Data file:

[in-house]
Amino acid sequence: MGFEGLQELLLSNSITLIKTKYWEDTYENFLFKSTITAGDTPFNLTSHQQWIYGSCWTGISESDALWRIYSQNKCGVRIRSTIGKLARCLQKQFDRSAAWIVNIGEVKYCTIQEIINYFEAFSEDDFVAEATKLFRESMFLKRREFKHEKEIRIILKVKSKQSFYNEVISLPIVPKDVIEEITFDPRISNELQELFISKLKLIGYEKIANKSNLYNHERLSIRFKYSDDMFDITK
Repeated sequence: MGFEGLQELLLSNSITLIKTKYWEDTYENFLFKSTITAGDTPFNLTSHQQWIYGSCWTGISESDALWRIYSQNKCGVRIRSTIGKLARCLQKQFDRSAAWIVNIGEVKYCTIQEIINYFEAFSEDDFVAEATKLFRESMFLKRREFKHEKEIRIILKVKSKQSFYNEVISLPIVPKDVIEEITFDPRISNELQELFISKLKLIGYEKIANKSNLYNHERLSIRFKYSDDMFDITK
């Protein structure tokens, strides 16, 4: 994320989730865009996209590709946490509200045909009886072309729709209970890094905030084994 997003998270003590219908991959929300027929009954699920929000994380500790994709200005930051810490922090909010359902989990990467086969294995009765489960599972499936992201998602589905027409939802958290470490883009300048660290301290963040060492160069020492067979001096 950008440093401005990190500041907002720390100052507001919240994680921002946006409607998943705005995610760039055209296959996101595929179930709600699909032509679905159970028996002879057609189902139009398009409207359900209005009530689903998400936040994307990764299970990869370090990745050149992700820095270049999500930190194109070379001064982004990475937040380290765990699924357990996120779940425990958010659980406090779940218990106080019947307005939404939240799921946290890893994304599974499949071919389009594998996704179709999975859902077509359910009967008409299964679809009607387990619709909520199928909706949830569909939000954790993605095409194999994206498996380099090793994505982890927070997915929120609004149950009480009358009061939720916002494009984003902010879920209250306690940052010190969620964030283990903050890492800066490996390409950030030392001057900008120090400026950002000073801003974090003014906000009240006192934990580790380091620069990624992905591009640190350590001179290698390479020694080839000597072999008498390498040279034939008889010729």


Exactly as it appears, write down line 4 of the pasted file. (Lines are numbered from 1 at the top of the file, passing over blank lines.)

């Protein structure tokens, strides 16, 4: 994320989730865009996209590709946490509200045909009886072309729709209970890094905030084994 997003998270003590219908991959929300027929009954699920929000994380500790994709200005930051810490922090909010359902989990990467086969294995009765489960599972499936992201998602589905027409939802958290470490883009300048660290301290963040060492160069020492067979001096 950008440093401005990190500041907002720390100052507001919240994680921002946006409607998943705005995610760039055209296959996101595929179930709600699909032509679905159970028996002879057609189902139009398009409207359900209005009530689903998400936040994307990764299970990869370090990745050149992700820095270049999500930190194109070379001064982004990475937040380290765990699924357990996120779940425990958010659980406090779940218990106080019947307005939404939240799921946290890893994304599974499949071919389009594998996704179709999975859902077509359910009967008409299964679809009607387990619709909520199928909706949830569909939000954790993605095409194999994206498996380099090793994505982890927070997915929120609004149950009480009358009061939720916002494009984003902010879920209250306690940052010190969620964030283990903050890492800066490996390409950030030392001057900008120090400026950002000073801003974090003014906000009240006192934990580790380091620069990624992905591009640190350590001179290698390479020694080839000597072999008498390498040279034939008889010729």